This article critically assesses the disloyalty test, offering badly needed guidance in this murky and risky area of labor law. Part I provides an overview of the relevant portions of the Act and the problems facing the National Labor Relations Board (NLRB or the Board) and the courts as these decision makers interpret section 7 law. It reviews the early section 7 exceptions, the creation of the disloyalty test, and the aftermath of this new exception, and it introduces a number of problems left as Jefferson Standard's legacy. Part II discusses the analytical inconsistency applied in disloyalty doctrine analysis and proposes a coherent framework for analyzing section 7 cases. Moving from problems of analysis to problems of application, Part III shows that no uniform definition of disloyalty has emerged, and that Board members and judges have confused the term with other section 7 exceptions. The disloyalty test has proven unworkable because the cases do not, in fact, turn on disloyalty, and because not all disloyal employees lose protection. Part III examines the unpredictable differences among the individual decision makers that shape the way they apply the facts to the disloyalty test: their individual adoption of an "adversary" or a "harmony" labor relations philosophical paradigm, their disagreement over whether disloyalty is an objective or subjective term, their differing emotions and personal ethics, and their reluctance to accord deference to the NLRB. An examination of the different factors often considered by these decision makers shows that consistency in the application of the test is impossible. Part IV discusses the important philosophical and policy problems generated by a disloyalty exception. Fundamentally, all exercise of section 7 rights is "disloyal." The disloyalty test lacks a solid foundation in labor law or common law, and it is at odds with the structure and policies of the Act. Its abandonment will have no adverse practical or legal ramifications. This article concludes that the exception should be abandoned as unworkable, unnecessary, unjustified, and inconsistent with the Act.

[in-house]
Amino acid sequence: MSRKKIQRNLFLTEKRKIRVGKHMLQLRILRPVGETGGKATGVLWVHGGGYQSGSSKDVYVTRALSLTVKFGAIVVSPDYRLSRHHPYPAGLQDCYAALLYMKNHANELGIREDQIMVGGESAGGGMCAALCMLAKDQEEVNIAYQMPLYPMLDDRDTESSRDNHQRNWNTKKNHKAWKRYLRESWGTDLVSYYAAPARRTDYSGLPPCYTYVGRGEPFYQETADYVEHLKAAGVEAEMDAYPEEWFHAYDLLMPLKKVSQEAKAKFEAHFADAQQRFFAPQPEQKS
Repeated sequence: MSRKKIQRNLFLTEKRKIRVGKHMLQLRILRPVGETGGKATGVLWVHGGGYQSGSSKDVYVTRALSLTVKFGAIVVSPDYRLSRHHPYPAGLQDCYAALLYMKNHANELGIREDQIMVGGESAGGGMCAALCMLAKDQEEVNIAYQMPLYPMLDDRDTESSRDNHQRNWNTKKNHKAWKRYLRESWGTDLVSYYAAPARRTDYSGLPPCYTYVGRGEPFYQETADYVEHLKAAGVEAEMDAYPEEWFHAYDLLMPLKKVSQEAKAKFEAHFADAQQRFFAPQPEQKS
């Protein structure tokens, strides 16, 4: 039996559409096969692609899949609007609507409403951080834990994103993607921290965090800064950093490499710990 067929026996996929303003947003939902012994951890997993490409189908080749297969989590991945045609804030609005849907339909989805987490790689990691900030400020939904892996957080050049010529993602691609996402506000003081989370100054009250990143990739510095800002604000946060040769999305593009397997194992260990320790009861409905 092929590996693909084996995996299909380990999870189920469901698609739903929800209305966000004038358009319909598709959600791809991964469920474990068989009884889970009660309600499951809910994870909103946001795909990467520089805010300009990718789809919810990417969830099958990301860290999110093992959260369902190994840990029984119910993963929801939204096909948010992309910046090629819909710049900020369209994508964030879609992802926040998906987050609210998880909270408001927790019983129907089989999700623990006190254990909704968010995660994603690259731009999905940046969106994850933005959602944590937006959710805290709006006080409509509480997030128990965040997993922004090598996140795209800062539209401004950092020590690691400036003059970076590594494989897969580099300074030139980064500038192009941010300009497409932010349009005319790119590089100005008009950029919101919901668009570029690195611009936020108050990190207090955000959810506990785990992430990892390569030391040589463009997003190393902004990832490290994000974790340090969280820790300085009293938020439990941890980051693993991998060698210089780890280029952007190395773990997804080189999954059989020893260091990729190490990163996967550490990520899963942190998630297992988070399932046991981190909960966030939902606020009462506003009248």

Melinda J. Branscomb,
Labor, Loyalty, and the Corporate Campaign, 73 B.U. L. REV. 291